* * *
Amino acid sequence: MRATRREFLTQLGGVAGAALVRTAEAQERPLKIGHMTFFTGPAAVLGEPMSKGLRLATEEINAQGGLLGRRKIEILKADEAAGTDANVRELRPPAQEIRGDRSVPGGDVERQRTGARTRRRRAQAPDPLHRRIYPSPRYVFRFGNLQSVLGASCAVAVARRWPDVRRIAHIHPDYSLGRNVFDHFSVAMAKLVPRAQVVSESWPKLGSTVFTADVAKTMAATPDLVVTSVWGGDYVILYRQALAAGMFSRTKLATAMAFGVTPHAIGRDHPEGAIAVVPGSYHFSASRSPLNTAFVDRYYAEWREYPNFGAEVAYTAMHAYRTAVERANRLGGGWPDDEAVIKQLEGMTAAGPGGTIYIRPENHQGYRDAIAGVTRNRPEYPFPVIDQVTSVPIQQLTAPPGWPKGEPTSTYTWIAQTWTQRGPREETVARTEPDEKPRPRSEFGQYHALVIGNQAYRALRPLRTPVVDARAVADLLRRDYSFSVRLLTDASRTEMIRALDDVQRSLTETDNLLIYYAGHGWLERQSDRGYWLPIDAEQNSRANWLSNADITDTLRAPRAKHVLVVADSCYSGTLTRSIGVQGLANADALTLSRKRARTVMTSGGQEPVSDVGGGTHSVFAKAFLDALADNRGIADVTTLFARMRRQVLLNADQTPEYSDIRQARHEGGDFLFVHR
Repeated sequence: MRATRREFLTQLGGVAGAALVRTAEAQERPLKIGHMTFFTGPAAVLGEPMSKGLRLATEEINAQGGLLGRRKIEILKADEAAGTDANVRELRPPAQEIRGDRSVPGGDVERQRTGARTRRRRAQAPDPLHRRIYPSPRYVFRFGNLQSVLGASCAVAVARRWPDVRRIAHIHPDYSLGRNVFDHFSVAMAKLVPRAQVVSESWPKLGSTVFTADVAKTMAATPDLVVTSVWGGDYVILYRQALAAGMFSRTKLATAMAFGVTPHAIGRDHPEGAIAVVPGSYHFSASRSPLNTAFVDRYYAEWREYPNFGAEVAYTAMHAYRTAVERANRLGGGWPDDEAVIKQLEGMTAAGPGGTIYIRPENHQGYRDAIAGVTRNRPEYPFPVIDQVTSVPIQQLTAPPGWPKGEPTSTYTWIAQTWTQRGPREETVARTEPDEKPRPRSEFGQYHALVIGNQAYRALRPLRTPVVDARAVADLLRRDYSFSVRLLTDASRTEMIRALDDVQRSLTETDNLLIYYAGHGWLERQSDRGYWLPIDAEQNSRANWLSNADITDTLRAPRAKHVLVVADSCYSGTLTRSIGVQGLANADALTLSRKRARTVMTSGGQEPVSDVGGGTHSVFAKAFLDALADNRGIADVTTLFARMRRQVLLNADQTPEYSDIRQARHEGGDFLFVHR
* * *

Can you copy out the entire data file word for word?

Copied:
Amino acid sequence: MRATRREFLTQLGGVAGAALVRTAEAQERPLKIGHMTFFTGPAAVLGEPMSKGLRLATEEINAQGGLLGRRKIEILKADEAAGTDANVRELRPPAQEIRGDRSVPGGDVERQRTGARTRRRRAQAPDPLHRRIYPSPRYVFRFGNLQSVLGASCAVAVARRWPDVRRIAHIHPDYSLGRNVFDHFSVAMAKLVPRAQVVSESWPKLGSTVFTADVAKTMAATPDLVVTSVWGGDYVILYRQALAAGMFSRTKLATAMAFGVTPHAIGRDHPEGAIAVVPGSYHFSASRSPLNTAFVDRYYAEWREYPNFGAEVAYTAMHAYRTAVERANRLGGGWPDDEAVIKQLEGMTAAGPGGTIYIRPENHQGYRDAIAGVTRNRPEYPFPVIDQVTSVPIQQLTAPPGWPKGEPTSTYTWIAQTWTQRGPREETVARTEPDEKPRPRSEFGQYHALVIGNQAYRALRPLRTPVVDARAVADLLRRDYSFSVRLLTDASRTEMIRALDDVQRSLTETDNLLIYYAGHGWLERQSDRGYWLPIDAEQNSRANWLSNADITDTLRAPRAKHVLVVADSCYSGTLTRSIGVQGLANADALTLSRKRARTVMTSGGQEPVSDVGGGTHSVFAKAFLDALADNRGIADVTTLFARMRRQVLLNADQTPEYSDIRQARHEGGDFLFVHR
Repeated sequence: MRATRREFLTQLGGVAGAALVRTAEAQERPLKIGHMTFFTGPAAVLGEPMSKGLRLATEEINAQGGLLGRRKIEILKADEAAGTDANVRELRPPAQEIRGDRSVPGGDVERQRTGARTRRRRAQAPDPLHRRIYPSPRYVFRFGNLQSVLGASCAVAVARRWPDVRRIAHIHPDYSLGRNVFDHFSVAMAKLVPRAQVVSESWPKLGSTVFTADVAKTMAATPDLVVTSVWGGDYVILYRQALAAGMFSRTKLATAMAFGVTPHAIGRDHPEGAIAVVPGSYHFSASRSPLNTAFVDRYYAEWREYPNFGAEVAYTAMHAYRTAVERANRLGGGWPDDEAVIKQLEGMTAAGPGGTIYIRPENHQGYRDAIAGVTRNRPEYPFPVIDQVTSVPIQQLTAPPGWPKGEPTSTYTWIAQTWTQRGPREETVARTEPDEKPRPRSEFGQYHALVIGNQAYRALRPLRTPVVDARAVADLLRRDYSFSVRLLTDASRTEMIRALDDVQRSLTETDNLLIYYAGHGWLERQSDRGYWLPIDAEQNSRANWLSNADITDTLRAPRAKHVLVVADSCYSGTLTRSIGVQGLANADALTLSRKRARTVMTSGGQEPVSDVGGGTHSVFAKAFLDALADNRGIADVTTLFARMRRQVLLNADQTPEYSDIRQARHEGGDFLFVHR